British Fashion Council commissions report to help solve e-commerce returns problem
The British Fashion Council (BFC) has commissioned global strategists Roland Berger, in partnership with DHL, to carry out a report to help solve the problem of increasing e-commerce returns in fashion.
Part of the BFC's Institute of Positive Fashion (IPF), which drive's the council's commitment to climate action, the initial findings of the report will be released by the end of this year.
Roland Berger head of UK retail and consumer goods division Siobhan Gehin said increasing returns will cost the British fashion industry £7 billion this year.
“With online fashion expected to overtake bricks and mortar sales by 2024, returns present a serious challenge for the sector,” Gehin said. “Every third item purchased online in the UK is returned, so this will cost the British fashion industry at least £7bn this year. Finding ways to keep value in the business and divert returns from landfill is essential.”
About 3% of returns cannot be resold and often end up in landfill and needless CO2 emissions are also generated, mainly through reverse logistics. According to Roland Berger, there are also “hidden” costs, such as the 10%, the strategist attributes to the approval of returns that are fraudulent (for example 'wardrobing' – buying with the intent to return after one wear).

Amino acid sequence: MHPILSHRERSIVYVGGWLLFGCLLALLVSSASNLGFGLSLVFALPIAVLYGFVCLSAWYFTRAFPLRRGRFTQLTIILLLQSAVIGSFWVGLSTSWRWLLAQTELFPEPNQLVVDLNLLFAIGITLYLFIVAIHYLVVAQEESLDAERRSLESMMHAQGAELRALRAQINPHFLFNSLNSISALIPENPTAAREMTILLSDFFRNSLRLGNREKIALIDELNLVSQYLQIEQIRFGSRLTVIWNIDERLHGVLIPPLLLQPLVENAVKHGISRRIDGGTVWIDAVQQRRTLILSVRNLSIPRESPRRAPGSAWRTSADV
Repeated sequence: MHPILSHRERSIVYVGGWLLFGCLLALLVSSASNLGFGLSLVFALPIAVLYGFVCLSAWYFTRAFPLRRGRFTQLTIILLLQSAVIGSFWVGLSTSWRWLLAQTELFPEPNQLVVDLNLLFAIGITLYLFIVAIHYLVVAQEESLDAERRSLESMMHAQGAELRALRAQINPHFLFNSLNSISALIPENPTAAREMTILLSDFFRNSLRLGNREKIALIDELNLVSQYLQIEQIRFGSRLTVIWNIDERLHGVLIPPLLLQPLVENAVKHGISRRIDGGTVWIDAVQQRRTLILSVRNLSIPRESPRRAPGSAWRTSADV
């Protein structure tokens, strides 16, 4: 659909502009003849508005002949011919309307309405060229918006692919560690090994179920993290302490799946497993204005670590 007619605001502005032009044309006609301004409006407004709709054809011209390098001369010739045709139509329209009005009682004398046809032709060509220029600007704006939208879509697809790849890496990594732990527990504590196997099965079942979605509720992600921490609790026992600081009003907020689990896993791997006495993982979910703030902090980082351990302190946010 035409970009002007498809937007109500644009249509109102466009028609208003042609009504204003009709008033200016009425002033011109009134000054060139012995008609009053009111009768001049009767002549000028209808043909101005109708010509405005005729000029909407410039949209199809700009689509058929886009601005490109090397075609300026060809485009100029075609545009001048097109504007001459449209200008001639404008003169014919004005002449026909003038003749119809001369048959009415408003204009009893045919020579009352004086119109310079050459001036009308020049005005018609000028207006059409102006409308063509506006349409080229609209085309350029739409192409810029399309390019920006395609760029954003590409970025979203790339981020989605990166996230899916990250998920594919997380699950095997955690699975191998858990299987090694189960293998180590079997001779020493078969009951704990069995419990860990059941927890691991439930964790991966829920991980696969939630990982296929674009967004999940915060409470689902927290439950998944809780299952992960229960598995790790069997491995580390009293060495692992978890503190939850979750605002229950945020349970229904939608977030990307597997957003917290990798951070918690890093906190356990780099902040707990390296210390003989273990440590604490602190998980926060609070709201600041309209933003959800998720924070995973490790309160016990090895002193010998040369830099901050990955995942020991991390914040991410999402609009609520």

Through the IPF, the BFC is working on a 10-year strategy to enable the industry to reduce climate and societal impact in line with UN goals and UK Government commitments. The strategy will comprise adaptation of business models and working practices across the whole industry.
BFC CEO Caroline Rush said: “We are delighted to work with Roland Berger to help find a solution to the direct and hidden costs and impact associated with returns in the UK. This project recognises the importance of investing in innovation to secure robust and profitable businesses, while safeguarding the planet and society.”
A number of big names in fashion have implemented a charge for e-commerce returns in a bid to tackle the problem. Global giant Zara is now charging £1.95 for e-commerce returns, though returns to store are free, and online fast fashion business Boohoo has also introduced a £1.99 returns charge.
Read our recent feature, 'E-commerce: have we reached the point of diminishing returns?'